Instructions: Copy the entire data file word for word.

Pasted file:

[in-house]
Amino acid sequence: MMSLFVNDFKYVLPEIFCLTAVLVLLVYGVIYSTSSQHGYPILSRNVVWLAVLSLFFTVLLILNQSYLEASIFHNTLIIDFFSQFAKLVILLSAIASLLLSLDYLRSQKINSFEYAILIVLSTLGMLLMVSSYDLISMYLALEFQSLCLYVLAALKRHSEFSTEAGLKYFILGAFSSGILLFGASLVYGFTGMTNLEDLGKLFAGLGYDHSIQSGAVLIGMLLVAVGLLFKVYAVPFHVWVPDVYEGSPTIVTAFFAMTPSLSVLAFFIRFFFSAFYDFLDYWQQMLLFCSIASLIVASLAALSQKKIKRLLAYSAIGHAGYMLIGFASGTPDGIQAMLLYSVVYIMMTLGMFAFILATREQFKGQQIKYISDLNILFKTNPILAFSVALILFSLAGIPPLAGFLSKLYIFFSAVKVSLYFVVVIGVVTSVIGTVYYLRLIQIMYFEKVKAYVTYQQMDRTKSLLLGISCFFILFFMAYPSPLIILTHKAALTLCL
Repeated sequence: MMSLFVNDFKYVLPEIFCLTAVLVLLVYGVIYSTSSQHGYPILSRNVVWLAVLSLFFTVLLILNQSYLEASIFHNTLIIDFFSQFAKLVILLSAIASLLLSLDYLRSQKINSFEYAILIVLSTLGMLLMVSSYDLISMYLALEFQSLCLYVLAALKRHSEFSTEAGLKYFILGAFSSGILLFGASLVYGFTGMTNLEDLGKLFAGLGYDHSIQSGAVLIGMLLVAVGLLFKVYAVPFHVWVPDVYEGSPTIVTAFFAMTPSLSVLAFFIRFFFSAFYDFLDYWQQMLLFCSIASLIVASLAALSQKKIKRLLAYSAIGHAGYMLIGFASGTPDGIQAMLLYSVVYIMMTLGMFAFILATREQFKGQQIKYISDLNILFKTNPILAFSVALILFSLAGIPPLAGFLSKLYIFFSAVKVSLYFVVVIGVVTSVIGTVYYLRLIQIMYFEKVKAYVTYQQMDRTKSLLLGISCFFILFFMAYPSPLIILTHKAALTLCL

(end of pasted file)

[in-house]
Amino acid sequence: MMSLFVNDFKYVLPEIFCLTAVLVLLVYGVIYSTSSQHGYPILSRNVVWLAVLSLFFTVLLILNQSYLEASIFHNTLIIDFFSQFAKLVILLSAIASLLLSLDYLRSQKINSFEYAILIVLSTLGMLLMVSSYDLISMYLALEFQSLCLYVLAALKRHSEFSTEAGLKYFILGAFSSGILLFGASLVYGFTGMTNLEDLGKLFAGLGYDHSIQSGAVLIGMLLVAVGLLFKVYAVPFHVWVPDVYEGSPTIVTAFFAMTPSLSVLAFFIRFFFSAFYDFLDYWQQMLLFCSIASLIVASLAALSQKKIKRLLAYSAIGHAGYMLIGFASGTPDGIQAMLLYSVVYIMMTLGMFAFILATREQFKGQQIKYISDLNILFKTNPILAFSVALILFSLAGIPPLAGFLSKLYIFFSAVKVSLYFVVVIGVVTSVIGTVYYLRLIQIMYFEKVKAYVTYQQMDRTKSLLLGISCFFILFFMAYPSPLIILTHKAALTLCL
Repeated sequence: MMSLFVNDFKYVLPEIFCLTAVLVLLVYGVIYSTSSQHGYPILSRNVVWLAVLSLFFTVLLILNQSYLEASIFHNTLIIDFFSQFAKLVILLSAIASLLLSLDYLRSQKINSFEYAILIVLSTLGMLLMVSSYDLISMYLALEFQSLCLYVLAALKRHSEFSTEAGLKYFILGAFSSGILLFGASLVYGFTGMTNLEDLGKLFAGLGYDHSIQSGAVLIGMLLVAVGLLFKVYAVPFHVWVPDVYEGSPTIVTAFFAMTPSLSVLAFFIRFFFSAFYDFLDYWQQMLLFCSIASLIVASLAALSQKKIKRLLAYSAIGHAGYMLIGFASGTPDGIQAMLLYSVVYIMMTLGMFAFILATREQFKGQQIKYISDLNILFKTNPILAFSVALILFSLAGIPPLAGFLSKLYIFFSAVKVSLYFVVVIGVVTSVIGTVYYLRLIQIMYFEKVKAYVTYQQMDRTKSLLLGISCFFILFFMAYPSPLIILTHKAALTLCL